Public Lectures

L4: The Ancient Near East & the Bible April 30 @ 2:00 pm - 3:00 pm


How often have you visited a major museum and wandered around, staring  at the artifacts, with little clue as to their relevance for your  religious faith? Ever wondered about the Ancient Near East (ANE) where  Abraham, Isaac, and Jacob lived? What were the contemporary, cultural,  political, and social contexts from which Israel emerged as a nation? 

Understanding the geohistorical contexts of the Old Testament is  instrumental to the study of the Bible. This guide will introduce the  art and science of archaeology, their contributions to biblical studies  as well as their limitations as a tool to reconstruct the past. Learn  about the history of the ANE, their myths and religions, as well as the  contemporary tensions between conservative-confessional and  liberal-critical prejudices and biases in their interpretations of the  Bible in the light of archaeology. It will also examine a selection of  artifacts from the Met’s ANE collection relevant to the Bible with  reference to their geohistorical and theological contexts. 

In this lecture, we shall focus on the Persian Empire: its culture, langauge and influence on the writing of the Bible. 

This event is free but please register for it. You are invited to  make a donation to the ministry to make such public lectures available  at no cost. 

L5.Missions to the Ends of the Earth – The Silk Road September 10 @ 2:00 pm - 3:00 pm


In 431, the 3rd Council of the Church led to great disagreement  so that by the end of the 5th century, there were essentially 3  traditions of Christianity:  

  1. European Christianity based on Latin.
  2. African Christianity based on Coptic.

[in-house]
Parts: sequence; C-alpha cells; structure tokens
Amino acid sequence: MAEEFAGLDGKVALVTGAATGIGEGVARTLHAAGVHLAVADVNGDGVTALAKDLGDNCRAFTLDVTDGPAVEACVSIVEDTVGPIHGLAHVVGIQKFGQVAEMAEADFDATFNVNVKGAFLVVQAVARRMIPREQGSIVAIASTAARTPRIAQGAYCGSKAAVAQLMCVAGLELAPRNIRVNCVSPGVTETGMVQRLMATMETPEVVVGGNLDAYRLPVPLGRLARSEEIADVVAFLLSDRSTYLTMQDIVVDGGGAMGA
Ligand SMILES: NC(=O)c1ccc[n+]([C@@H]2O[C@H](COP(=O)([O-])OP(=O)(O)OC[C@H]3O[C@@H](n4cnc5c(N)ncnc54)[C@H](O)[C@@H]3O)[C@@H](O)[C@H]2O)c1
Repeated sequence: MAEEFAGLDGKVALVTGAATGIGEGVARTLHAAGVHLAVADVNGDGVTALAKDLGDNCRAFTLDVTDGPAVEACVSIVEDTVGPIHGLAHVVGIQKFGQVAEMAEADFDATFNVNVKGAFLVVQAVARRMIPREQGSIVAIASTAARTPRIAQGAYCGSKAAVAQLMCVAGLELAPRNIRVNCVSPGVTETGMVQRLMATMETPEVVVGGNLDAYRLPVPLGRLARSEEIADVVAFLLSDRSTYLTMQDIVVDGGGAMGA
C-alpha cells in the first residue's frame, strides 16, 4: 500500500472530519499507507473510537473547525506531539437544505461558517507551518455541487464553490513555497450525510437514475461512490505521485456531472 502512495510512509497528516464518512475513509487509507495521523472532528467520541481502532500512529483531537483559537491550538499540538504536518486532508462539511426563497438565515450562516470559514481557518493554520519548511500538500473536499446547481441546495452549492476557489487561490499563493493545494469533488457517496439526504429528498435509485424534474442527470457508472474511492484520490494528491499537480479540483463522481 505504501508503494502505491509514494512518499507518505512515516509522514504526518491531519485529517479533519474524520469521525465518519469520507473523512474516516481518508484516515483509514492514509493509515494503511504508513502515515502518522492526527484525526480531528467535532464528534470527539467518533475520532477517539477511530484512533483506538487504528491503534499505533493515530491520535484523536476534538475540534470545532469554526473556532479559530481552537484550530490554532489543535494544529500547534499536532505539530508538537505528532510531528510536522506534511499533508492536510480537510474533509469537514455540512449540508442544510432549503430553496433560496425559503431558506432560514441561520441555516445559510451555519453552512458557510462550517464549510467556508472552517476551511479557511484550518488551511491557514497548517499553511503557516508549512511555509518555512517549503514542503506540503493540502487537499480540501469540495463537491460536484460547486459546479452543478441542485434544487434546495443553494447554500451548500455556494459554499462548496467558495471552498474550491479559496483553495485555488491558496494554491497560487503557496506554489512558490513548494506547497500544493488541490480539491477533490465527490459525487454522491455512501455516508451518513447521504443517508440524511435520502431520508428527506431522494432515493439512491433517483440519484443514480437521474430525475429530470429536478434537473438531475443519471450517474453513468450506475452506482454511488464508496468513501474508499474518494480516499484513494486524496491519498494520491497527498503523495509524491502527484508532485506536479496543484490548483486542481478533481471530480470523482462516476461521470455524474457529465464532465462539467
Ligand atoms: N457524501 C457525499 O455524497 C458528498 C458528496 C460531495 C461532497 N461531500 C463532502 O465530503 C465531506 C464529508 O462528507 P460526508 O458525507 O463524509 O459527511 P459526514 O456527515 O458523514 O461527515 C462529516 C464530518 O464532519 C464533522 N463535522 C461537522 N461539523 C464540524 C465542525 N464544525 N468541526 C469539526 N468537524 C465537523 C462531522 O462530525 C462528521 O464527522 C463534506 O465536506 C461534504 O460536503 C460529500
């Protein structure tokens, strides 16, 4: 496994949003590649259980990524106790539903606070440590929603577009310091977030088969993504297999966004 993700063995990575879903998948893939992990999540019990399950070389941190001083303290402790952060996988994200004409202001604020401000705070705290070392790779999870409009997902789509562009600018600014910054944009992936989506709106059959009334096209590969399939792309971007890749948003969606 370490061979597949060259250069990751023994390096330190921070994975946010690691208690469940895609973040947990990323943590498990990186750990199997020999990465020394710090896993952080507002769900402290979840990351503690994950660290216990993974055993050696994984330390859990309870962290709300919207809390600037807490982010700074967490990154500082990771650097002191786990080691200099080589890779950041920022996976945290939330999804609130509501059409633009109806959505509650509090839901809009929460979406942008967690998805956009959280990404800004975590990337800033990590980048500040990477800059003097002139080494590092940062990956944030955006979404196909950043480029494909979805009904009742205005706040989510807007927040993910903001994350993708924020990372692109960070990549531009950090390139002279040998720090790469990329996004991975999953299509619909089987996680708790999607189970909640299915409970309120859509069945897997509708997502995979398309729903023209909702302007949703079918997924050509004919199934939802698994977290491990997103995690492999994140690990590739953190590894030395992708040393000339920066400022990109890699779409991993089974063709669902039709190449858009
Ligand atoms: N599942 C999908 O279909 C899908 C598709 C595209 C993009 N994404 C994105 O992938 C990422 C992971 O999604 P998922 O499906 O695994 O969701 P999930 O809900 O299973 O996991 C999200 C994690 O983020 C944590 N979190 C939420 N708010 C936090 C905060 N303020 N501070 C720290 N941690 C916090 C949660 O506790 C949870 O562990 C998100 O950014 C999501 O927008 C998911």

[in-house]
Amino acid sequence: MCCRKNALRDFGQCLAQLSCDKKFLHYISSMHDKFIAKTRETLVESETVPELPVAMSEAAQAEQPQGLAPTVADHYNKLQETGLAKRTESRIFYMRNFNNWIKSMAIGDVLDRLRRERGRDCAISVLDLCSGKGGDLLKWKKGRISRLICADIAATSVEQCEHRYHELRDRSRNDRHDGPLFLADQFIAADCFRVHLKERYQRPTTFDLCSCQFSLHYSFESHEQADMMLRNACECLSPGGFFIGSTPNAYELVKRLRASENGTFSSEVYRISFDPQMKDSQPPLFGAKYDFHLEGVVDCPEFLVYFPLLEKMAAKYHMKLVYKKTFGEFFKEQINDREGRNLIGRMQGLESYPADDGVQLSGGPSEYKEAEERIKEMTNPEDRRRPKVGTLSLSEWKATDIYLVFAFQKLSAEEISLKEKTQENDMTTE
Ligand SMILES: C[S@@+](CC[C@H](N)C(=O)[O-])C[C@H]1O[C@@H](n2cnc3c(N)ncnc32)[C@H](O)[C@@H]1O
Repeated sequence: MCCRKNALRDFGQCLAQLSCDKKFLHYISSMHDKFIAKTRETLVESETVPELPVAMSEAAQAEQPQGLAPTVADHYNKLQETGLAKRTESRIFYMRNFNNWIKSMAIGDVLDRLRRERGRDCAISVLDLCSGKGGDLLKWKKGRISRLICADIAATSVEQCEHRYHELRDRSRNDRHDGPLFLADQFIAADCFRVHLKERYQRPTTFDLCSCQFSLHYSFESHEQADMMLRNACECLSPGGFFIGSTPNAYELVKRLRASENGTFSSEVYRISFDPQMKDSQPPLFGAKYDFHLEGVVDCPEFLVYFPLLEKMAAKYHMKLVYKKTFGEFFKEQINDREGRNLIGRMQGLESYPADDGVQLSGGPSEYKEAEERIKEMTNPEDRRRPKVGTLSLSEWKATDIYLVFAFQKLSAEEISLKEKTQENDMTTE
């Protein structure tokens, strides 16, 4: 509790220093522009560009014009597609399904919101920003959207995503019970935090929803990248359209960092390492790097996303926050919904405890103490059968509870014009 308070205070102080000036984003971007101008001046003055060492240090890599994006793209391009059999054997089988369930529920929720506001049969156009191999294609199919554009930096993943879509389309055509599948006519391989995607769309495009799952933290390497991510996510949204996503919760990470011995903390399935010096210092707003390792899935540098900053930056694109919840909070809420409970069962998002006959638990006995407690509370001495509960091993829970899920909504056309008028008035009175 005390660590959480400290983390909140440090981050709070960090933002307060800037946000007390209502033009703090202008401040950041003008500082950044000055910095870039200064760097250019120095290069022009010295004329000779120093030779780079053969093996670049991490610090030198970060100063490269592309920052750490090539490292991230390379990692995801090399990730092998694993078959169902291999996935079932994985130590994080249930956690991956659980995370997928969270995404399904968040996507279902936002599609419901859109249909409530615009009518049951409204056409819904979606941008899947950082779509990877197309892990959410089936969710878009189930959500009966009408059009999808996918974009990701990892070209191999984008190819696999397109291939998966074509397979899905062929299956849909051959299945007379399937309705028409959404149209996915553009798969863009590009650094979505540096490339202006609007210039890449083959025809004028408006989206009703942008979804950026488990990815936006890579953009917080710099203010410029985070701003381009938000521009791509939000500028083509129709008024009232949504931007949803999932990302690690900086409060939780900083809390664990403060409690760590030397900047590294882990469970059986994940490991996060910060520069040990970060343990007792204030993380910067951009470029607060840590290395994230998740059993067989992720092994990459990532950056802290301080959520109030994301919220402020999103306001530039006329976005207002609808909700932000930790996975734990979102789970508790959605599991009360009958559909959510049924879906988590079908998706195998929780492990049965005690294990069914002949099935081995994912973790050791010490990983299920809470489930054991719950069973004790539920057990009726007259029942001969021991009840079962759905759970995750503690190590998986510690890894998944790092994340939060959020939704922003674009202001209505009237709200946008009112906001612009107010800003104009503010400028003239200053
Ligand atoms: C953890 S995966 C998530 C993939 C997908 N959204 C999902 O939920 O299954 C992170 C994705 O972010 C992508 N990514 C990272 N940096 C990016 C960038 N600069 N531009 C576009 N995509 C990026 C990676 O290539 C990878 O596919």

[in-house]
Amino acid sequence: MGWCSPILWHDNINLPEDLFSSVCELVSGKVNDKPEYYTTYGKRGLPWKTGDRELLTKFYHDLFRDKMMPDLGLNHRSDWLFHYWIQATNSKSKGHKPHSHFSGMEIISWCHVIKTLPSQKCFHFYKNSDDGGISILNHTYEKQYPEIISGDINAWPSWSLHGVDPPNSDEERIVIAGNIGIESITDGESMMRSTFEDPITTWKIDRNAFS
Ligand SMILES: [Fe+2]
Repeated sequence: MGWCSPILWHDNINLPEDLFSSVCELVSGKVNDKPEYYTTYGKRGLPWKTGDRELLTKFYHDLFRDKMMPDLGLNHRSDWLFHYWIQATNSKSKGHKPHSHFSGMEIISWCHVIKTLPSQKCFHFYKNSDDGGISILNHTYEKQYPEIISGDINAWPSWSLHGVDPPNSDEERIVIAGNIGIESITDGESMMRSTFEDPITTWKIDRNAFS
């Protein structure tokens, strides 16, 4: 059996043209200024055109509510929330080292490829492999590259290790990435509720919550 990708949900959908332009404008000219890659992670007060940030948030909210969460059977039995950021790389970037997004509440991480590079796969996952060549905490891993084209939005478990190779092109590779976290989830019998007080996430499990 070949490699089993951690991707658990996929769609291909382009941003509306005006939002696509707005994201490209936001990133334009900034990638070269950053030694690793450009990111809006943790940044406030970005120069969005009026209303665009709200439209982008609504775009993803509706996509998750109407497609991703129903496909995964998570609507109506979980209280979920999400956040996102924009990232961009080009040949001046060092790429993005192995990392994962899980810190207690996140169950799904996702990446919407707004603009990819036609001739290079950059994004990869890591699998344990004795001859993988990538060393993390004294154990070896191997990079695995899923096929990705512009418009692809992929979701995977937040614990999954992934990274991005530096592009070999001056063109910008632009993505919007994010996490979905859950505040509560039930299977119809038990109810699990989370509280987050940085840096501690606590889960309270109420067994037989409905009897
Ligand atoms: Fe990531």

3. Asian Christianity based on Syriac.

This lecture will outline how Christians from Persia led missions  that reached China in 635 AD. In 1625, physical evidence of this was  first discovered in Xian, China. Subsequently, more documents were found  in Dunhuang, Gansu province and in the mighty Taklamakan desert of  Xinjiang province. 

How does this very early strand of Eastern Christianity that had  little to do with Rome help us think about the early history of the  faith. 

L6. The Greco-Roman World & the Bible October 15 @ 2:00 pm - 3:00 pm


Jesus conducted his ministry as a Jew in Galilee and Judea. These areas were influenced by the trade, culture, and political structures of the larger Greco-Roman world. 

The cities of Sepphoris and Tiberias played a major role in spreading  Greco-Roman influence in Galilee. Herod Antipas, the Roman client-king  of Galilee during Jesus’ time, established them. He honored his boss,  the Roman emperor, by renaming Sepphoris as “Autocratoris,” a Greek form  of the Latin imperial designation “Imperator.” Herod also named  Tiberias after the emperor Tiberius. 

Roman cities exhibited and promoted features of Greco-Roman  culture—architecture, teachers and philosophers, roads and bathhouses,  temples and markets, and entertainment such as the Roman theater at  Sepphoris. Nazareth, Jesus’ hometown, was about four miles from  Sepphoris. 

How might Greco-Roman culture have influenced Jesus, Peter, James, John  and Paul? Some have seen connections between Jesus’ actions, such as his  working of miracles, and the broader culture, which included other  miracle workers. There were certainly Jewish miracle workers, both in  older biblical Jewish traditions (Elijah and Elisha) and in  first-century Jewish traditions (Honi the circle drawer; Hanina ben  Dosa). But there were also numerous miracle workers in the Greco-Roman  world—healers and exorcists like Apollonius of Tyana. As with stories  about Jesus, accounts show Apollonius raising people from the dead and  demons crying out in his presence. 

We shall dip into this amazing period in history to better understand the Bible.